“Not everyone believes that ‘free will’ means doxastic voluntarism or the ability to be anything you want. ”

    What most people believe is we could have done otherwise without anything out of our control being different. And deny that had circumstances beyond our control been appropriately
    different we would have made different choices for better or worse.

    That’s what belief in free will incompatible with determinism is.

    • labreuer

      As far as I know, it’s not possible to test this. Whether or not you could have acted differently in the past is much less of an issue compared to whether you will choose to learn from the past or repeat it. There is an interesting connection here with Yahweh’s willingness to quickly forgive the Israelites their sins if they will only change how they’re behaving (repent).

      • Stephen Lawrence

        “There is an interesting connection here with Yahweh’s willingness to quickly forgive the Israelites their sins if they will only change how they’re behaving (repent).”

        Assuming determinism which we should given what you said about whether or not they could have acted differently, they will change if that is the one thing they can do given their distant past. That depends upon Yahweh.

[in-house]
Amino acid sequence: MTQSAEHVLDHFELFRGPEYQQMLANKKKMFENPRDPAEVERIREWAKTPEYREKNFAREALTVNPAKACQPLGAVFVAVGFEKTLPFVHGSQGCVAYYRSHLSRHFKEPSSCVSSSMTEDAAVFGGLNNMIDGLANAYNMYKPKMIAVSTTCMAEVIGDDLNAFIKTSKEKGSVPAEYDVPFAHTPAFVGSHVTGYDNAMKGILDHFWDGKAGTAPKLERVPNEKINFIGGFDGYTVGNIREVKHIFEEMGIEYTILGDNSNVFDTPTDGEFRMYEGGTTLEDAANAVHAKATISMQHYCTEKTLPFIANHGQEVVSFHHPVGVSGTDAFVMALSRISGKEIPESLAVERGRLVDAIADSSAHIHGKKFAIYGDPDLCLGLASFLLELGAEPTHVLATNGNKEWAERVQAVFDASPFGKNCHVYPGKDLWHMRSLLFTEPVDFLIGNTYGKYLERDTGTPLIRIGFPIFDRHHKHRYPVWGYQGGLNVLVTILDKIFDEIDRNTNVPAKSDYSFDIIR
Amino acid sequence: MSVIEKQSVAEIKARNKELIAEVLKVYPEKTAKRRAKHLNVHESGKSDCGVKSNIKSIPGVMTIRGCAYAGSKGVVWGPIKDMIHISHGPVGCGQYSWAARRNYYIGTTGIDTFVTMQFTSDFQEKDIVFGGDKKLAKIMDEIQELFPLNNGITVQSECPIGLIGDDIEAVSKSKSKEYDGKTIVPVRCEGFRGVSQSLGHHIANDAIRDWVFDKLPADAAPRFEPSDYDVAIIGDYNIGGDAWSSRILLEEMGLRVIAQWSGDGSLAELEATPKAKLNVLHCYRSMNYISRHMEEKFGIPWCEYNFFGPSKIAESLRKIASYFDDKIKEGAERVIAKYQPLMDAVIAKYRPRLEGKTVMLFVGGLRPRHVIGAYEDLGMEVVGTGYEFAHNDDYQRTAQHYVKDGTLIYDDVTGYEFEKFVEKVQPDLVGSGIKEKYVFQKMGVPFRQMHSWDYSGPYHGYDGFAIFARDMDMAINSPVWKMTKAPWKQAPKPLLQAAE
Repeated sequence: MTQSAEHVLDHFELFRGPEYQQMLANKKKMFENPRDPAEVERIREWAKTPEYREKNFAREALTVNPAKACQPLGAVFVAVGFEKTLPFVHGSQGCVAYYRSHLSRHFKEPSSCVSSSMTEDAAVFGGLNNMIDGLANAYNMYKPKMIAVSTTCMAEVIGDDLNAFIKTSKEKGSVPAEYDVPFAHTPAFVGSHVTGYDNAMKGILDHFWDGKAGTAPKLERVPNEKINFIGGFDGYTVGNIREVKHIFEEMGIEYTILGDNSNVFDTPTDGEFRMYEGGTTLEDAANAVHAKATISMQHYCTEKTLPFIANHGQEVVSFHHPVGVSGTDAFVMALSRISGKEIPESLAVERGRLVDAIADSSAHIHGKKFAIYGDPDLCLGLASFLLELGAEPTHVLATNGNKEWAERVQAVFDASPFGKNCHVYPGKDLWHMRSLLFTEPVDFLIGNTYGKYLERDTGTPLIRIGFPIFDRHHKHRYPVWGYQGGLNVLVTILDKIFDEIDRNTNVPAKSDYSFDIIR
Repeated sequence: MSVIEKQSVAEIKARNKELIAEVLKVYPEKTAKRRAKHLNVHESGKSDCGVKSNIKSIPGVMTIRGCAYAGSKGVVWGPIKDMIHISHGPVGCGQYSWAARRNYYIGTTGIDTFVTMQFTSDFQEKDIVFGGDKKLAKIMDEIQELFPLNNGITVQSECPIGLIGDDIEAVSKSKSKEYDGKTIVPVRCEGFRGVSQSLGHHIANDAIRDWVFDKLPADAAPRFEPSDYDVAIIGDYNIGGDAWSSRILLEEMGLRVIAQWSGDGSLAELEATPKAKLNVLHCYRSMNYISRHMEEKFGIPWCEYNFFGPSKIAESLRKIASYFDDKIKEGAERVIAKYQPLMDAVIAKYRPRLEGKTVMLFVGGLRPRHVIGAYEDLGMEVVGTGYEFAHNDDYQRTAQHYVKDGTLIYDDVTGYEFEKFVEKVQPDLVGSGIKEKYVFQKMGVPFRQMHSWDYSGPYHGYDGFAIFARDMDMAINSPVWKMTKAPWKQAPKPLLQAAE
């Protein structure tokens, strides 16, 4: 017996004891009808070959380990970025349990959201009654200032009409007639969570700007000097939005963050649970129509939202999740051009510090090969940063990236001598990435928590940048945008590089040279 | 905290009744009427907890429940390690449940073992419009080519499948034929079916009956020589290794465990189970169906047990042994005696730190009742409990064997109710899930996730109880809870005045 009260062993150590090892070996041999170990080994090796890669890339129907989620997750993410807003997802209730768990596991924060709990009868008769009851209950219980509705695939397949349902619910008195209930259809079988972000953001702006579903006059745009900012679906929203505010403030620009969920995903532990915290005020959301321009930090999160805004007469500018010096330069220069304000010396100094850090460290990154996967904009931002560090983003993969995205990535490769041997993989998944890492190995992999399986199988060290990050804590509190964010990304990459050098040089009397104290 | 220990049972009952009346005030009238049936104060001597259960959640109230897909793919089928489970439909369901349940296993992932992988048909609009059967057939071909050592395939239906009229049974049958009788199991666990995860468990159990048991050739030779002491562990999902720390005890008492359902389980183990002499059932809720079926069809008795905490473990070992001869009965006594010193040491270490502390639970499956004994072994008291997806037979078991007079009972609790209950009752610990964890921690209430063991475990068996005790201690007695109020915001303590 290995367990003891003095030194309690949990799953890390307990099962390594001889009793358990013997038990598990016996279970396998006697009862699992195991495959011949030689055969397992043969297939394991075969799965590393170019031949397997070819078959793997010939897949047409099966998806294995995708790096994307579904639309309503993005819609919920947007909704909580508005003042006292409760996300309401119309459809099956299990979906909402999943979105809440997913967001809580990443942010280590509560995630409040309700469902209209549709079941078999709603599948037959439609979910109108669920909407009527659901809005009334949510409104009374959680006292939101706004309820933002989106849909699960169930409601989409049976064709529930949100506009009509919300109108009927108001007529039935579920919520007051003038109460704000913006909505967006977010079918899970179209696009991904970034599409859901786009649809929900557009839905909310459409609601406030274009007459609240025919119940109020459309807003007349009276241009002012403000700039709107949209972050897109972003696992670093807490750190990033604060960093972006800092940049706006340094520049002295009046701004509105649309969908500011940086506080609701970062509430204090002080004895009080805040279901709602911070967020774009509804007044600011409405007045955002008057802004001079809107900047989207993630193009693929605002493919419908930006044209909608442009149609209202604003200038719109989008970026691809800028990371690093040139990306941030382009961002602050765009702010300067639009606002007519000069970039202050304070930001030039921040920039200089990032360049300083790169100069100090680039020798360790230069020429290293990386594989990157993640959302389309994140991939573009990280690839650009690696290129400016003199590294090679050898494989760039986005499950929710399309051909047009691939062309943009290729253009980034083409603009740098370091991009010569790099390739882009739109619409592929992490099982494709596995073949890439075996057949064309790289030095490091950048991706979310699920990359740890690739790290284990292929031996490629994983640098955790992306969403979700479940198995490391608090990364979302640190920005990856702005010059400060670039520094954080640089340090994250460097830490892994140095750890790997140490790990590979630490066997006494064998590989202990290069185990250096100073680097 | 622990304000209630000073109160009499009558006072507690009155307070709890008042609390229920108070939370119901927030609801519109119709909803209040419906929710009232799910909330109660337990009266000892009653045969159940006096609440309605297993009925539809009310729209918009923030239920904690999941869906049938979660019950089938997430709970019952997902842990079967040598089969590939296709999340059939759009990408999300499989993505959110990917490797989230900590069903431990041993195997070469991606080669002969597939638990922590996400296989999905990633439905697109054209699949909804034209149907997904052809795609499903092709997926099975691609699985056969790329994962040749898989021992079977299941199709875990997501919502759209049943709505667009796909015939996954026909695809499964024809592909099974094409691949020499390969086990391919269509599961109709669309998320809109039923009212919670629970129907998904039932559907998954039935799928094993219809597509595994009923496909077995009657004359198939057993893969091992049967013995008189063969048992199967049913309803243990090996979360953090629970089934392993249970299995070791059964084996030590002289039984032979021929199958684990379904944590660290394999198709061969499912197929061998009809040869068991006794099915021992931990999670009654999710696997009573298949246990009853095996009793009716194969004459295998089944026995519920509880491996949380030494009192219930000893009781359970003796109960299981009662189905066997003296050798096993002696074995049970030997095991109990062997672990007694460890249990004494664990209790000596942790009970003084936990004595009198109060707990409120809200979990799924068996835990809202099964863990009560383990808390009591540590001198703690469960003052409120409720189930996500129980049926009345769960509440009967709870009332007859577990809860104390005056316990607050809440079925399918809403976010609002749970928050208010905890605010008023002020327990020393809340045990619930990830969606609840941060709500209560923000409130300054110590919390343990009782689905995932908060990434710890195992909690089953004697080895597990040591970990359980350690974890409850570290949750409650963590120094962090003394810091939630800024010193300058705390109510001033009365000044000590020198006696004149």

• labreuer

          I disagree with the determinism analysis. You may find this comment interesting, although it is a pretty raw thought. To the extent that Yahweh can envision a plethora of possible futures and choose to actualize one of them, I believe that we can do the same. I believe what we really do is, through our choices, make certain possible futures more likely and others less likely. The combined choices of us + Yahweh is what determines how reality actually proceeds. It doesn’t make sense to me to claim that Yahweh’s choices must completely determine which possible future evolves—if we logically cannot choose, neither can he, and then nobody can be blamed.

          The alternative is to say that there is no such thing as goodness. There is only is. On determinism, why believe that reality is structured such that all people can equally thrive? If it does not happen to be structured this way, pretending it is would seem to be a way to guarantee that you will thrive less than others. I think one’s belief on this issue is chosen. I choose to hope.